As Rehoboth Beach, DE residents strive to resume life and career in anything like their pre-pandemic forms, one phrase that used to appear a lot less frequently keeps popping up: “the new normal.”

The American Enterprise Institute just invoked that phrase in a report that has implications for area house hunters and home sellers alike. The report from the AEI Housing Center takes a unique look at a home finance statistic they believe is a valid indicator for the direction of residential real estate activity as a whole: rate lock data.

Since mortgage interest rates can rise and fall from day to day, future Rehoboth Beach, DE home buyers often secure “rate locks” from home loan providers. Locks guarantee that, when a mortgage is issued, its interest rate won’t exceed a guaranteed amount. When rates are low—as has definitely been the case recently—a lock assures the buyer that a favorable monthly payment amount won’t have risen by the time their purchase is finalized at the signing table.

How rate lock activity might affect Rehoboth Beach, DE home buyers and sellers comes through its connection with the tenor of the current market. For anyone who monitors the popular media, late-July reports largely focused on a purported loss of momentum. Typical was Friday’s lead CNBC  story, “Pending home sales drop in June—more evidence of a housing turnaround.

Although house hunters may be primarily focused on seeking a property that fits their needs, nonetheless, stories like CNBC’s can affect their expectations (and bargaining flexibility, if and when negotiations proceed). Those expectations might waver if they read AEI’s report, “Housing Finance: Insights on the New Normal,” which draws a contrary conclusion after analyzing the July 17 – July 23 data. Although they do acknowledge housing purchase volume was 21% below 2020 levels, the purchase rate lock volume “portrays a different story”—especially considering that the 2020 purchase results reflect pandemic distortions. AEI points out that a more meaningful comparison is with 2019—which put home purchases at 19% below this year’s. Furthermore, the purchase lock volume numbers portray an even more positive “different story.” They show a volume increase of 32% over 2019—and even a 16% increase above 2020.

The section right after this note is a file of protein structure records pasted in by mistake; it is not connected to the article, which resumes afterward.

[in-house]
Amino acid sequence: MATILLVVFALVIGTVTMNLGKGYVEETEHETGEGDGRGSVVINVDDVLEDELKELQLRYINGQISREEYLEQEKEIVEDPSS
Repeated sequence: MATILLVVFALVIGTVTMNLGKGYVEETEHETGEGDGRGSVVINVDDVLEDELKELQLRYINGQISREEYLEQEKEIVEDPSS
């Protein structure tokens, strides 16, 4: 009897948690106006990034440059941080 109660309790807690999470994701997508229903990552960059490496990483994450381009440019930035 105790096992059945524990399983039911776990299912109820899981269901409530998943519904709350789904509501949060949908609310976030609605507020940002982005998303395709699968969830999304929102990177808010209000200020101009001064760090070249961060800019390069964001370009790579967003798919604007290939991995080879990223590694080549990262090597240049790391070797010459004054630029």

The AEI authors contend that, ever since the pandemic began undermining the reliability of home purchase predictions, rate lock numbers have shown themselves to be better indicators of future sales. For Rehoboth Beach, DE home sellers who might have been deterred by forecasts of rising prices and discouraged buyers, the prediction of steady home purchase growth paints a distinctly brighter picture.